To bite into an IT’S-IT ice cream sandwich is to evoke the faintest ghost of a lost San Francisco landmark—to remember the old ways in which people used to play, in a city that has transformed itself over and over again.
Invented in 1928 by George Whitney, an owner of the legendary Playland at the Beach (a San Francisco seaside amusement park), the IT’S-IT is a scoop of vanilla ice cream sandwiched between two oatmeal cookies then dipped into chocolate. The IT’S-IT—wholesome and creamy punctuated by a frozen-cookie bite—is an idea so good you wonder why no one had it sooner. I mean, someone probably already did. But it was the enterprising Whitney, nicknamed “The Barnum of the Golden Gate,” who gave the snack that confusing yet eye-catching moniker, and made it the confection San Franciscans craved most when they went to the beach.
When Playland at the Beach closed in 1972, George Mavros took over and continued to make IT’S-ITs by hand from a different location in Ocean Beach, and so on until the torch was passed to the Shamieh brothers. By then, IT’S-IT weren’t just a sunny day beach treat—they were from the city and for the city and thereby came to represent the city itself, so San Franciscans wanted them whenever, wherever—and the Shamiehs opened a factory in Burlingame to keep up with demand.
Seeing the sign of the IT’S-IT factory, visible from the 101, has always meant a return to San Francisco for me. Sometimes I’d pass it while driving a stank-filled van after days serving sushi in the middle of the desert, so folks like Paris Hilton could get decent salmon rolls in the VIP section at Coachella. Sometimes I’d be returning from a glorious camping trip in Big Sur, my jacket still smelling of campfire, or riding my motorcycle up from Santa Cruz during my short-lived time as a biker, or coming back from an adventure filled with flasks and flannels at the Arata’s Pumpkin Farm Hay Maze.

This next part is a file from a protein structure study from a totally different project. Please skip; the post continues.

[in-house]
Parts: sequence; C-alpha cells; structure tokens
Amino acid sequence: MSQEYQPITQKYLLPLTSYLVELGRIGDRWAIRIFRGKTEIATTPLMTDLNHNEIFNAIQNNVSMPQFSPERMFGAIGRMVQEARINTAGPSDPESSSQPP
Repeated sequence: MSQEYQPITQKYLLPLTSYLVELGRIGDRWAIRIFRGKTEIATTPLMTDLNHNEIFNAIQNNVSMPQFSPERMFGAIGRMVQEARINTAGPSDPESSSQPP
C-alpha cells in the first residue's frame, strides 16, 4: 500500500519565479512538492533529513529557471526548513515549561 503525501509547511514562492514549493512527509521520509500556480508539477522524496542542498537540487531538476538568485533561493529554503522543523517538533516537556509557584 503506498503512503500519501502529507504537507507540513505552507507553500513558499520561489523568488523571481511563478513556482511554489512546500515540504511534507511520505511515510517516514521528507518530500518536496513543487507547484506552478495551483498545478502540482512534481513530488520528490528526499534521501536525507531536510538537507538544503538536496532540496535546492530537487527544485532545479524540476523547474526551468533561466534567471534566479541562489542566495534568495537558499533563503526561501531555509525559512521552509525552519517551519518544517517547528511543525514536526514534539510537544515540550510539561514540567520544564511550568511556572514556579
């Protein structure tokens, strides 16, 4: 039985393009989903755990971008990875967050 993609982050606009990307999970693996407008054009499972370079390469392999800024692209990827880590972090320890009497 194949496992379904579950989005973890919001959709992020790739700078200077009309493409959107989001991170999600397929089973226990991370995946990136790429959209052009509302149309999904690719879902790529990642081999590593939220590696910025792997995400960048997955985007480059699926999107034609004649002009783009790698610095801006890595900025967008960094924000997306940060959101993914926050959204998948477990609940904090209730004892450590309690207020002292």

No matter the circumstances, every time I drove past the IT’S-IT sign, usually strung out and gutted from working too hard or drinking too much, I knew that the city of San Francisco was close, and I rejoiced.
I didn’t always feel this way. When I first came to San Francisco, I didn’t know what an IT’S-IT was. I was 23 years old and had never been further west than Montana. My first years in San Francisco were a struggle, and I worked any job I could get my hands on just to stay in that magnificent city. I learned to appreciate cheap treats, tiny gifts, small blessings. I don’t remember eating my first IT’S-IT, handed to me, I’m sure, by a friend who probably said, “Screw Rice-A-Roni, this is the real San Francisco treat”—a joke that I’ve now heard a hundred times. But I do remember that they became a staple for me, especially as I told out-of-towners about the many wonders of San Francisco.
Soon I found myself making sure that every visitor I had in San Francisco did three things: bought a copy of All Over Coffee by Paul Madonna, drank too much at Zeitgiest, and bit into the deliciousness of an IT’S-IT at least once.
Now I’m a vanilla man, myself. Since its inception, the IT’S-IT has expanded beyond vanilla into a wide array of flavors from strawberry to cappuccino to (of course it had to happen) pumpkin. And although I understand many folks who prefer the cool, crisp taste of mint or the energizing buzz of coffee, there’s nothing like the classic, reliable simplicity of vanilla paired with the comparatively jazzier flavors of oatmeal and chocolate. No matter how you take it, though, there’s no denying the fact that this dessert—or, a meal, if you live as irresponsibly as I used to—is the best San Francisco delicacy there is.
After spending eight years in the Bay Area, I’ve since moved back to the East Coast. I’m told that there are IT’S-ITs for sale, somewhere here in New York City, but I never seek them out. No: I wait. I only treat myself to that cold, chunky, chocolatey oatmeal bite—that glorious hamburger-thick ice cream sandwich—when I’m back in ever-changing San Francisco. If I’m lucky, I’m on the road, driving by that factory in Burlingame again, heading down the 101, fingers sticky with satisfaction.
Don’t live in San Francisco and want to try one yourself? You can buy 24 IT’S-ITs for $22 from their website.
Isaac Fitzgerald has been a firefighter, worked on a boat, and been given a sword by a king, thereby accomplishing three out of five of his childhood goals. He is the editor of BuzzFeed Books and co-author of Pen & Ink: Tattoos and the Stories Behind Them. More at www.isaacfitzgerald.net. This is how much he loves It’s-Its.